Last night I gave a presentation to the members of the Rotary Club of Casablanca-Anfa.
As I said in an earlier post, Anfa is the distant ancestor of present-day Casablanca. Today the name refers to a neighborhood of villas originally built for the French and now occupied by the mostly Moroccan Casablanca elite. To give you Chicagoans an idea, last night as I searched for a way to describe the Lincoln Park neighborhood in derija, the Rotarians got what I was trying to say and suggested we call it “the Anfa of Chicago.”
Their banner is a lesson on Casablanca:
On the bottom right is a map of Rotary District 9010, which covers Morocco, Algeria, Tunisia, and Mauritania.
Above that, the lighthouse and hills of the El Hank neighborhood, visible from the ocean.
At the top right, the flame represents the Casablanca Conference, attended by FDR and Churchill in 1943.
Top left represents the skyline of the “new” Anfa, AKA Casablanca.
Below that, bottom left, is the Wilaya, which serves as a combination City Hall and Regional government building, with its distinctive clock tower. An image of this building was used in the marketing materials for the US-Arab Cities Forum (along with the Hancock Tower in Chicago).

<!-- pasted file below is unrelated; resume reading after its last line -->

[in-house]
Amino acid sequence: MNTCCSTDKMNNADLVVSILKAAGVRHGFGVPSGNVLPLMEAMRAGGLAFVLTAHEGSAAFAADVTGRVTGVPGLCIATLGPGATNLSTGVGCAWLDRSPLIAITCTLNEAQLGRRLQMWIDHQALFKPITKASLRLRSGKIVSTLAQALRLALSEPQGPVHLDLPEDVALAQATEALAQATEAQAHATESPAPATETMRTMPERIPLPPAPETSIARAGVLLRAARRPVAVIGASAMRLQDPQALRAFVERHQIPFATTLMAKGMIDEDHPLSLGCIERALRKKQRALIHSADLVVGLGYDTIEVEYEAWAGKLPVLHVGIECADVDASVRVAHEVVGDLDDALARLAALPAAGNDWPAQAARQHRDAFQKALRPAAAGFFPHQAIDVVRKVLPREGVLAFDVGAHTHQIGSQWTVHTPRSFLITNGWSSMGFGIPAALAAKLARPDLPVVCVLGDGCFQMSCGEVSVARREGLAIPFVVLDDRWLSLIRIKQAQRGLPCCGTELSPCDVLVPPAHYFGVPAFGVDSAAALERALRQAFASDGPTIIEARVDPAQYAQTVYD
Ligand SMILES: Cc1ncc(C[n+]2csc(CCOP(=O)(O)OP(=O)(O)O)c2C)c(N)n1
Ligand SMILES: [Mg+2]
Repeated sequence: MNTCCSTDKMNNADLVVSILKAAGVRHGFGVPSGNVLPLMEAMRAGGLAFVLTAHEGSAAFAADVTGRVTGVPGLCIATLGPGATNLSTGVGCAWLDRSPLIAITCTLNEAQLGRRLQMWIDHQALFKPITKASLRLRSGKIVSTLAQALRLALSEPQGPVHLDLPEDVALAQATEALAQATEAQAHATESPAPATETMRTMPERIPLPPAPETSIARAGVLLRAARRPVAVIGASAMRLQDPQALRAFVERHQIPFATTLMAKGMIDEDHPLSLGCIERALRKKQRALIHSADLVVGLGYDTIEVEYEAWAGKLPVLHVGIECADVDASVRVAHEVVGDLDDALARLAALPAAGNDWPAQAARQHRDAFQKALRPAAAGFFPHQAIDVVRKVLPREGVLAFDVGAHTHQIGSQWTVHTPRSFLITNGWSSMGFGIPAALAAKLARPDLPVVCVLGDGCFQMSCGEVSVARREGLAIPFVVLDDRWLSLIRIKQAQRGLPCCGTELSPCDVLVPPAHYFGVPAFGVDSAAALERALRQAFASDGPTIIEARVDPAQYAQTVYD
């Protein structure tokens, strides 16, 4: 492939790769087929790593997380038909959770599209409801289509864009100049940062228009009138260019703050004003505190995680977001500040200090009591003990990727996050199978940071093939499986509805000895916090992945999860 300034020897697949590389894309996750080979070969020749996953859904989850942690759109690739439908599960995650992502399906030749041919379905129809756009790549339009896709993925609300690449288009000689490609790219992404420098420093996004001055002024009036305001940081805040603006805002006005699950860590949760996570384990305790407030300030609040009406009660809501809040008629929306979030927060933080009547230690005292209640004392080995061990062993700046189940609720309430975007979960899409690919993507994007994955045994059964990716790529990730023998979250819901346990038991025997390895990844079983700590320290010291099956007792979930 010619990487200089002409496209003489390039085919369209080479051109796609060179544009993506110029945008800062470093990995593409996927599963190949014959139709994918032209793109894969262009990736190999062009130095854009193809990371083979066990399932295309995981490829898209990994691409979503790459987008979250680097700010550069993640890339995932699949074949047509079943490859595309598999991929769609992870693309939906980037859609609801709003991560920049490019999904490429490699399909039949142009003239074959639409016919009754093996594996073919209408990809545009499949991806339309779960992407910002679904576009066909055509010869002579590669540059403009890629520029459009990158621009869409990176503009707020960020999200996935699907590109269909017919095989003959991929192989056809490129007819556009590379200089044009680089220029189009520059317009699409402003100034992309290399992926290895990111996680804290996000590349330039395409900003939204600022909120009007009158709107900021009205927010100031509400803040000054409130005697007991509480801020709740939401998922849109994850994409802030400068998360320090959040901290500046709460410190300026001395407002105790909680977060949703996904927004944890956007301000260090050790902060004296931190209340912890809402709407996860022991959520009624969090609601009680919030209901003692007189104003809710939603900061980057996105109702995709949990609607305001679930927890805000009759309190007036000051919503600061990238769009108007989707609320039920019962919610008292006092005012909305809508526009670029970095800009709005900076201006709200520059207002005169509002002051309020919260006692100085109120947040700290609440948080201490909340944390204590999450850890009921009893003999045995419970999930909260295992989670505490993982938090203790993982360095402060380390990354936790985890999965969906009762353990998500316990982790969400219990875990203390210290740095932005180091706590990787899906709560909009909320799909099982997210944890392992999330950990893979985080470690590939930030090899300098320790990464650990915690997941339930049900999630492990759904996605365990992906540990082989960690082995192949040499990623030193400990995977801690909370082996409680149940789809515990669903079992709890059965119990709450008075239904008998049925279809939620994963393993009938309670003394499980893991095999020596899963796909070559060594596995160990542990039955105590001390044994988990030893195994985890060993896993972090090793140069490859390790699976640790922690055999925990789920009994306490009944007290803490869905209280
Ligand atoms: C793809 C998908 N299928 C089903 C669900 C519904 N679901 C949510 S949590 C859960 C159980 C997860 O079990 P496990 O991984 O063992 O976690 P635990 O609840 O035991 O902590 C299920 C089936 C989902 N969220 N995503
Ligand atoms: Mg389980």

The banner was designed before the building of the Hassan II mosque, which is now the most distinctive feature of the Casa skyline.
Hey so what’s the deal with Rotary banners anyway?
1) The Rotary network extends all over the world, and Rotarians are always meeting with other Rotarians;
2) rituals and symbols are a big part of Rotary culture–pins, banners, flags, etc.
Whenever I give a presentation or meet with members of a club, I present the banners of Chicago One, first RC in the world, and Chicago Far North RC, my sponsors. In exchange, I get banners from the clubs that host me, which I’ll give to my sponsoring club when I get back to Chicago.